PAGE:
Unconcious thinking

Have you ever tried to look at a very faint light, a star or so? And did discover that you can see it better by looking next to it?

In a science edition of the NRC (Dutch newspaper) I read an article about unconcious thinking. In the article it was claimed that the concious mind is only suitable for simple decision, like buying toothpaste. But when it comes to really significant decisions, the complexity is too large for the concious mind. The unconcious mind is able to think much quicker and take much more complex thinking patterns than the concious mind. Decisions like buying a car or a house, changing your job or starting your own company are best left to the unconcious mind.

According to the experiment, a number of people were asked to listen to a large amount of unrelated information. Two groups were asked questions about the information after half an hour to verify what they remembered of it. One group was left to memorize the information and the other group conducted a numbering game that required them to use their rational abilities. It appeared that the second group was able to answer more questions correctly than the first group.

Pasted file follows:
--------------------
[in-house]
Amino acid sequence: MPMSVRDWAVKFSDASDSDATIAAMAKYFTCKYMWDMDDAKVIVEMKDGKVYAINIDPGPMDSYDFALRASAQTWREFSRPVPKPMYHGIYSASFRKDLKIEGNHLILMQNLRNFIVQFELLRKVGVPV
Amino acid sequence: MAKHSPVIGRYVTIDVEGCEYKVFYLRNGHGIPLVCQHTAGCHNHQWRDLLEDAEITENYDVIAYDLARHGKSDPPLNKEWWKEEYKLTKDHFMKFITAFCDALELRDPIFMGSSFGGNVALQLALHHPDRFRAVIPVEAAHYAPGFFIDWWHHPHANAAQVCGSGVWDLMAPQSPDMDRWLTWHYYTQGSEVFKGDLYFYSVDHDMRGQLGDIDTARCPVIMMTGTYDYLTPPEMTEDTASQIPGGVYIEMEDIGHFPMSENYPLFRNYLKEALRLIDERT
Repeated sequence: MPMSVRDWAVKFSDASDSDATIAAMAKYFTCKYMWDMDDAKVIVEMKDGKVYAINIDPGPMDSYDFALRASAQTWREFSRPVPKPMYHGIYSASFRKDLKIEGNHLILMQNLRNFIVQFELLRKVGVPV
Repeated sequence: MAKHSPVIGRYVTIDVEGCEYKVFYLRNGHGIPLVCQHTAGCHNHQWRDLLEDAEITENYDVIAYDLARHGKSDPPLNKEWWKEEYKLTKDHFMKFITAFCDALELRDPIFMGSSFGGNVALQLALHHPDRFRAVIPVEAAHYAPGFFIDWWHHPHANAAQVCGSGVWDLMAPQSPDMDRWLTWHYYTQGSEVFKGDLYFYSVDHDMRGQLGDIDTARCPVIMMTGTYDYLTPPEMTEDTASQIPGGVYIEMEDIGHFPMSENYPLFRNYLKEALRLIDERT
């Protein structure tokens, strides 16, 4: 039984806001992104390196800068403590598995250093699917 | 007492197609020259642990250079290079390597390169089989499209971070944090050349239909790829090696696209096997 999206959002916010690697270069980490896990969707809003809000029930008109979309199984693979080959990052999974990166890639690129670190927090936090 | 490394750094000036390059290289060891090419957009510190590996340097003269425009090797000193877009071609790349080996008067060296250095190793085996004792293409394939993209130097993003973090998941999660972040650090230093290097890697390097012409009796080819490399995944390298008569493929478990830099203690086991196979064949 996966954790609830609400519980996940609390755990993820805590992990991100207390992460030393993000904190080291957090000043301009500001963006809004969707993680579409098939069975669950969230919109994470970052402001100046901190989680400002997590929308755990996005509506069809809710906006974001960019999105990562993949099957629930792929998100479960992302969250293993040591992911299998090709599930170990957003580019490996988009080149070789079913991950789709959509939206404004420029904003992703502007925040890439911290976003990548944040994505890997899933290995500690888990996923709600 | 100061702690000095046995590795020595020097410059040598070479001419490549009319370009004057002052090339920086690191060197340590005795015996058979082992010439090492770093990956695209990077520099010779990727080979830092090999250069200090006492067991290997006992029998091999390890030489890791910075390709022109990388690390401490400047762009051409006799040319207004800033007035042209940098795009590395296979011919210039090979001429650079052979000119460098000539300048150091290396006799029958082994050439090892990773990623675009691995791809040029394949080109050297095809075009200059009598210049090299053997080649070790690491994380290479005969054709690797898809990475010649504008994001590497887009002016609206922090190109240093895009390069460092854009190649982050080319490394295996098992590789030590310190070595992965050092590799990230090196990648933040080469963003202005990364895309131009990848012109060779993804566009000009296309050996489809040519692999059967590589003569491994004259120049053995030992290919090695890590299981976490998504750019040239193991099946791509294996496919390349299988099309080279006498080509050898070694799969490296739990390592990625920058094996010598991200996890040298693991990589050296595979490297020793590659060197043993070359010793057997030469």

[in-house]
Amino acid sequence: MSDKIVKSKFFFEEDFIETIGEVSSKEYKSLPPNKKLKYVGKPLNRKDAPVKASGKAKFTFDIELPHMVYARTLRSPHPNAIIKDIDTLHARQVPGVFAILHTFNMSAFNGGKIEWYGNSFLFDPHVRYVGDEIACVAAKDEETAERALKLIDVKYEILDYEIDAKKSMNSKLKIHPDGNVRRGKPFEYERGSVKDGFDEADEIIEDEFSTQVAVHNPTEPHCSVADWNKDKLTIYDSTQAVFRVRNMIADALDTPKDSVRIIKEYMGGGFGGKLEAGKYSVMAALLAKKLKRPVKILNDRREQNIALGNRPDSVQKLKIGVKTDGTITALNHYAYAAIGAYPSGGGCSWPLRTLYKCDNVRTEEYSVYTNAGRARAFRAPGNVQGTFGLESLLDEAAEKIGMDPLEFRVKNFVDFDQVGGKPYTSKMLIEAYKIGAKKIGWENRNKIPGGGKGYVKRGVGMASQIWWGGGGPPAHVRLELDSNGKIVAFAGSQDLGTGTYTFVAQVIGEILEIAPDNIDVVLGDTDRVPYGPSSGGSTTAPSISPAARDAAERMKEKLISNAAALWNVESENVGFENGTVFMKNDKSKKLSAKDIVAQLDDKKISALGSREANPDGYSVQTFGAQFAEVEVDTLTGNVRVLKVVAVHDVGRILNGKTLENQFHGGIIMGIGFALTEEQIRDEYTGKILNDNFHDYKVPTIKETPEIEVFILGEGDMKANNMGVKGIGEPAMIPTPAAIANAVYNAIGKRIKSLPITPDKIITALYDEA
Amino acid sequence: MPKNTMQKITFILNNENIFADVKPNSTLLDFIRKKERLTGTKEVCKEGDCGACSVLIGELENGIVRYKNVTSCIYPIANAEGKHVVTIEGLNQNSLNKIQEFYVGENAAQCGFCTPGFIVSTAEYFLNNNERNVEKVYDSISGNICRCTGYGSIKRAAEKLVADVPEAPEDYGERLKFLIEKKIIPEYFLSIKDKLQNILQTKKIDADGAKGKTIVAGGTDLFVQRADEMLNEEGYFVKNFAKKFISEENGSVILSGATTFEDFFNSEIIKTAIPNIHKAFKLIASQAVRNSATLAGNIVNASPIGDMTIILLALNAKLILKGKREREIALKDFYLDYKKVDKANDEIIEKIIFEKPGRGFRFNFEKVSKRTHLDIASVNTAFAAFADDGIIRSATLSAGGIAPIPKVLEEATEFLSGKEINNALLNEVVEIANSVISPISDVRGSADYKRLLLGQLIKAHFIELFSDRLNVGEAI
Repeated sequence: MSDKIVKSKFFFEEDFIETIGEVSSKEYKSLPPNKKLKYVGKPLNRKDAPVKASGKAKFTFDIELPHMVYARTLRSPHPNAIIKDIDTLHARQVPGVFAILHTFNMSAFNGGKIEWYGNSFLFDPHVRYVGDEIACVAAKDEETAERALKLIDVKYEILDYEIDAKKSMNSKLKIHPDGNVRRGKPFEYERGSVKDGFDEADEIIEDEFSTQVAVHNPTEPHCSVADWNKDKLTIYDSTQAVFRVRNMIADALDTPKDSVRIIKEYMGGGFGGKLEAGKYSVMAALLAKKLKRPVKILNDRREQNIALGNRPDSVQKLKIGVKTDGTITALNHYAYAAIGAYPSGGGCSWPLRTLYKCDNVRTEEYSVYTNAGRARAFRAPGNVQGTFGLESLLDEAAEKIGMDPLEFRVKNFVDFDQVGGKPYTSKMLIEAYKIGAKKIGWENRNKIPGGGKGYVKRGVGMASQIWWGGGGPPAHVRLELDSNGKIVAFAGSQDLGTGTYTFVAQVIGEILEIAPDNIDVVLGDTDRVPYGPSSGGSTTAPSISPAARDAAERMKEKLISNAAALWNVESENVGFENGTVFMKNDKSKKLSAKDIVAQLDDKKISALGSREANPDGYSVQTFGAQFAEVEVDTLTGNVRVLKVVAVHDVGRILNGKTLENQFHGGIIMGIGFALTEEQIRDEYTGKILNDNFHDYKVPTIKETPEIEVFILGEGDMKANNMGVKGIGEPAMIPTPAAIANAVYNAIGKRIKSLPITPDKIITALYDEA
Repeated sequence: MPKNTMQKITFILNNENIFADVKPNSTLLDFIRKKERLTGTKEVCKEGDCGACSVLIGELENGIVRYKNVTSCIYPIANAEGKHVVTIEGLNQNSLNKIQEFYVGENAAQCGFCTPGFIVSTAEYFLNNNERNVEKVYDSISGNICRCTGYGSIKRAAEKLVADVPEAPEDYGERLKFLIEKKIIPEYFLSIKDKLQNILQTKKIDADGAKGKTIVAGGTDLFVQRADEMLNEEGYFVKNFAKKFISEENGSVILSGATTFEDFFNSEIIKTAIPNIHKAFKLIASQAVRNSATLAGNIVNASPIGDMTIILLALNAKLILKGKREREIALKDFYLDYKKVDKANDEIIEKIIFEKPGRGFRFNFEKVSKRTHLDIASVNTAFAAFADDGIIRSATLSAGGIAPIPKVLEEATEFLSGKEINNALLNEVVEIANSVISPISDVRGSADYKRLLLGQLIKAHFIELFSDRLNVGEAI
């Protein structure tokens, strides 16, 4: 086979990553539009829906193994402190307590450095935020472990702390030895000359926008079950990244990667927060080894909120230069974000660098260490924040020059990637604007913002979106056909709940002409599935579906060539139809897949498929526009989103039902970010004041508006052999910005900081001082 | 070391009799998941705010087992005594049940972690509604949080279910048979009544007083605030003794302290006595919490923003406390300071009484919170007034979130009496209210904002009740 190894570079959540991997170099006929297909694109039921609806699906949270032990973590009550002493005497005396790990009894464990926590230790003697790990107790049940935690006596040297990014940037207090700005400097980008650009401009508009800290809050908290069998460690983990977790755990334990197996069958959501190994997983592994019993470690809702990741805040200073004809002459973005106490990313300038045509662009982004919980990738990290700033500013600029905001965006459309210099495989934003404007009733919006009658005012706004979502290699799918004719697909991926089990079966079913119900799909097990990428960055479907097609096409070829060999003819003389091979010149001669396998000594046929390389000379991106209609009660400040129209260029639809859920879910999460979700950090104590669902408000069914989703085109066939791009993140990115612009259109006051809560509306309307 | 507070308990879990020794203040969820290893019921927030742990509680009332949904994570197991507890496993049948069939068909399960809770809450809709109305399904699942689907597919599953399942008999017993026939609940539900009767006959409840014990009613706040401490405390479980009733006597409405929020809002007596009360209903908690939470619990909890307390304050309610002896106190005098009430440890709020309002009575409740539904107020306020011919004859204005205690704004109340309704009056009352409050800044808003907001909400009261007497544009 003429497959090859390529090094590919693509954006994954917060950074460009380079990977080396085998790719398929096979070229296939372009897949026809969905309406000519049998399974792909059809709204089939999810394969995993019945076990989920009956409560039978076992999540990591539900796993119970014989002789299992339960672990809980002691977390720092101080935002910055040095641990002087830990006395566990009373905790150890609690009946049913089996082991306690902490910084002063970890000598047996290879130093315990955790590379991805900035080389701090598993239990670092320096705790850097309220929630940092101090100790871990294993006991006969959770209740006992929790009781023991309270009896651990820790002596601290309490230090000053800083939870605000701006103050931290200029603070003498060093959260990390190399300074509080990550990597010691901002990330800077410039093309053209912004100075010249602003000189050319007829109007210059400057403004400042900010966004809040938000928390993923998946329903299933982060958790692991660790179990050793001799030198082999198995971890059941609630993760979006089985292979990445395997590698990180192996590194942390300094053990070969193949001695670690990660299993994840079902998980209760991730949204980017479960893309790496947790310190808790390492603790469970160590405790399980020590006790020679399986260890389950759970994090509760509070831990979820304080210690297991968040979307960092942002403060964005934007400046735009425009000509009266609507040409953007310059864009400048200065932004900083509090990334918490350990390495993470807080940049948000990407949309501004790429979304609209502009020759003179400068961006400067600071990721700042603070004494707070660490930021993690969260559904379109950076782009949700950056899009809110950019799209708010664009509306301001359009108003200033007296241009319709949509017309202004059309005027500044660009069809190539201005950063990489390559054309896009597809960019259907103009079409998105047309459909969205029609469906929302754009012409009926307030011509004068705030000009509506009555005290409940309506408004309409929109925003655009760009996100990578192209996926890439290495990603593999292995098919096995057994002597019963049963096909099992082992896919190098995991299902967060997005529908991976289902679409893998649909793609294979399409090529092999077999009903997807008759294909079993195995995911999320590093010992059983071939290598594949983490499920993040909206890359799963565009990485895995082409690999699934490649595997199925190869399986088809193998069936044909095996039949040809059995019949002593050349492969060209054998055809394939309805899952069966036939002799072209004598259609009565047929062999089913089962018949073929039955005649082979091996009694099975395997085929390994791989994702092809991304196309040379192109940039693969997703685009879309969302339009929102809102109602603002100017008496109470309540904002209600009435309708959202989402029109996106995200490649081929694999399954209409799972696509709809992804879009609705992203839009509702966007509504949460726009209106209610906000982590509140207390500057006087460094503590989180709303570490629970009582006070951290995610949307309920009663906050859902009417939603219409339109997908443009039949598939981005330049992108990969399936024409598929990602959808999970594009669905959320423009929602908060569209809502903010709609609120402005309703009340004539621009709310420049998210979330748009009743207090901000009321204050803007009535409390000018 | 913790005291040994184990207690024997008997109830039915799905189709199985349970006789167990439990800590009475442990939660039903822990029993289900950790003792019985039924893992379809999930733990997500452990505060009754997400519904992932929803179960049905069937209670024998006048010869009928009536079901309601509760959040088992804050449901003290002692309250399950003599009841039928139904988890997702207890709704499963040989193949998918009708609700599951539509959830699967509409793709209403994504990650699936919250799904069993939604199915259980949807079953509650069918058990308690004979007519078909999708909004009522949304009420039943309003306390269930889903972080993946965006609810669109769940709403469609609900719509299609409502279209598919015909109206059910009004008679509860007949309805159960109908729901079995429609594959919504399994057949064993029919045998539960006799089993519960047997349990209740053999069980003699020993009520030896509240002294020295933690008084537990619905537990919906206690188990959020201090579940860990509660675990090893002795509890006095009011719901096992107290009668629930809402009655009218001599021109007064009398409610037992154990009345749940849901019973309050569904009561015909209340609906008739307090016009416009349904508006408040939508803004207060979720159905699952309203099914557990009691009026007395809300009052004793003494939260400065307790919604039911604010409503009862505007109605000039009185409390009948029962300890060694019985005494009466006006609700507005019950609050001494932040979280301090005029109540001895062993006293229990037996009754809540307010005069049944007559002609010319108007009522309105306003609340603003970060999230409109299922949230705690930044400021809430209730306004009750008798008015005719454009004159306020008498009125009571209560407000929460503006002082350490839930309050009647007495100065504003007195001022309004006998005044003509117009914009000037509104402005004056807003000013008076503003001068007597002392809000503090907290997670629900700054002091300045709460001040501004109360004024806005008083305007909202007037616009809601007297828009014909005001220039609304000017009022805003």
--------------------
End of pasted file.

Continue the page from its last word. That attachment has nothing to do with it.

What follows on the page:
I was amazed by it, but it concurs with my own way of learning. If I absorb an amount of information and go do something else that takes my mind off the subject (playing on the piano or even studying a piece, for example), it is much easier to remember and see all kind of relationships in what I learned than when I try to stay concentrated and focussed. Sleep on it!

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About Frank Schophuizen (fschop)

Hi, my name is Frank Schophuizen and I am working as a consultant in CM, Agile and ALM for TOPIC Embedded Systems. I have over 30 years experience in software development in the technology industry, with the last 15 years mainly in process improvement, deployment and integration of methods and tools in the area of Agile (SAFe, Scrum), CM and ALM. I am strongly interested in the complexities of collaboration and integration in multi-project and multi-site organizations. I have worked with various technology companies such as Philips, ASML, NXP and Vanderlande, and with various tool vendors such as Atlassian (e.g. Jira, Confluence),IBM Rational (e.g. ClearCase, Synergy, Jazz products) as well as open source tools (e.g. SVN, Git, Jenkins, Trac, Eclipse). I am living in Eindhoven, the Netherlands, with my wife. We have 3 adult children. My main hobbies are classical music and photography.
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